Sunday, June 2, 2013

Ride more, write less...

At the end of the school vacation week back in April, I began commuting to school via bike.  This is not a new thing as all the kids know Ms. H rides her bike and I often hear, "I saw you riding your bike over the weekend..." from various kids.

My weekly 20 mile rides are pretty much through a combination of traffic and along familiar bike paths.  Soon I plan to branch out to different bike paths and try some group rides.  I have these long poetic thoughts I mean to record when I'm out riding, but then life gets in the way and I figure it's enough that I rode.

Fundraising has been slow as I have been pretty busy.  One thing I have discovered is that people like my little ocotopi guys that I crochet.  I'm going to write up the pattern, have someone test it for me to see if it can be followed and then put it up on places like ravelry, craftsy and a few other sites as a fundraiser.  I'll also ask a couple of local yarn stores to carry it as well for me as a fundraiser and maybe see if they'll let me run a workshop.

Over the next few days I'm going to design a couple of flyers I can hang up around town.

Perhaps I can wax poetic after the next ride, which should be a 30 miler.  Right now I just need some coffee to get started after I feed the cats.  Why they don't understand sleeping in on a Sunday morning, I just can't comprehend.

Sunday, April 14, 2013

Just a quick ride....

It was gray and spitting rain this morning when I thought, I'll just get a quick ride in.

Hopping on Gigi, we headed in a different direction than usual, up the river instead of down it.  Unfortunately, the path gets a little wonky a few miles up river, so we rode back down river.  Initially the thought was, just to Watertown Square.  Watertown Square turned into the Arsenal Street which turned into the Marsh Post,  Harvard Square and finally at Western Ave, I turned around and rode back up the river.  My quick ride turned into 20 miles and feeling like I still had plenty of gas in the tank had I wanted to ride even further if I had the time today.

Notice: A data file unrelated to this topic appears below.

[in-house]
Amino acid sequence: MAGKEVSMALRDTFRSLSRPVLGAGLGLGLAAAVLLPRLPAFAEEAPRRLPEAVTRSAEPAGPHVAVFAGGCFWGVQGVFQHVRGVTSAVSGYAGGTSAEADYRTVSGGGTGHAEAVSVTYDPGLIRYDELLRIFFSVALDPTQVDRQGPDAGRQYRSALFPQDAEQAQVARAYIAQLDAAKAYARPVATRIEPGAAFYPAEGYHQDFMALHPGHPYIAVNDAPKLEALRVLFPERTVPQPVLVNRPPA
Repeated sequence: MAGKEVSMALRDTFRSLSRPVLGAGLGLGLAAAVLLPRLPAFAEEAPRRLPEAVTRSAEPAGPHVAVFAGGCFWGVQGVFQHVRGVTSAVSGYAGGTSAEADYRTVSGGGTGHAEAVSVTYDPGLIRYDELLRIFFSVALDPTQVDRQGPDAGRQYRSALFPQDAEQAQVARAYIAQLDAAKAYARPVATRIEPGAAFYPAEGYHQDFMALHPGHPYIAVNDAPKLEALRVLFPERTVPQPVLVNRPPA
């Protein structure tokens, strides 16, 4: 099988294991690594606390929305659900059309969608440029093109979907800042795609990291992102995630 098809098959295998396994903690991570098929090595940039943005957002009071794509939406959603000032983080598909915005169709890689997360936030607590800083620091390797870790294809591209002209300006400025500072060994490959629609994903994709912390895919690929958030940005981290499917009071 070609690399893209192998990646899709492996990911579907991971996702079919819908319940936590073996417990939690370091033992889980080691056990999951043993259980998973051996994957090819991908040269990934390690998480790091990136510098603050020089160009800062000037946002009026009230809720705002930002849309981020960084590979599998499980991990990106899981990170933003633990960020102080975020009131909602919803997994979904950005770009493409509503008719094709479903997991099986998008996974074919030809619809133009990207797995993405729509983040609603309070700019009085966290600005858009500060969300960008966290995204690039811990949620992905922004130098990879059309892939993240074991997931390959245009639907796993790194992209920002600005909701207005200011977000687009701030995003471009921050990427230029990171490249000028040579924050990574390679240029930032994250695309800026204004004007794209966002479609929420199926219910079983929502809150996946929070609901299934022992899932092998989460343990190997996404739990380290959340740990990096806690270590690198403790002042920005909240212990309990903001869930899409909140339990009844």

Gigi's new seat needs a bit of adjusting and her right brake handle needs to be turned out a little.  Some levers on the top of the brakes would be nice but I really do need to learn to ride using the drops on the handle bars.  A rack on the back would be kind of nice too so I could have a place to keep a lock when I'm riding and know I can stop on a longer ride if I want.

I think I'm finally getting the dressing thing right.  I went out with long sleeves and capris and the wrap skirt and all worked well.  I'll order a Tri skirt from running skirts that will fit over the bike shorts because, well, a girl needs a little style out there now doesn't she?

The other day I bought an LED light for my shoe at the Boston Marathon expo and will look to pick up a good one for the bike as well.  But for now, I'm going to go have a yogurt and chill before my date with my husband this afternoon to avoid my son's band practice.

Monday, April 8, 2013

Getting to know you, getting to know all about you

Today was a 5 mile "Getting to know you" ride on Gigi.

When I rode her home last week I realized that I needed to learn how to shift on a 10 speed again after years of being used to twisting my handle grips to fine tune and change gearing.  I also realized I needed a different seat as the one I had was just a bit high and didn't feel right.

This past weekend, when I took Mr. Bear in to the bike store to buy him a new helmet, I also picked up a Serfas seat on sale.  Serfas claims they design them to keep pressure off your "plumbing," which reduces numbness.  I figured I'd give it a try because it gets a lot of good recommendations.

After watching a couple of "changing your bike saddle is easy" videos on line, I went down to the garage ready to pop the old saddle off and plop the new one on, which is when I realized on MODERN bikes it's just adjust the allen head screws.  On VINTAGE bikes, it's a hex nut and holder system.  A half hour of cursing and twisting later, I got the saddle on Gigi and off we went for a ride through hilly side streets to relearn gearing.

I learned that she works the same way Bikey does, the left paddle adjusts the 3 chain rings (small, medium and large) and the right paddle is fine tuning.  We rode easily on the local bike path as well as on some decent hills so that I am pretty confident that I can go for a long ride in the morning without a problem.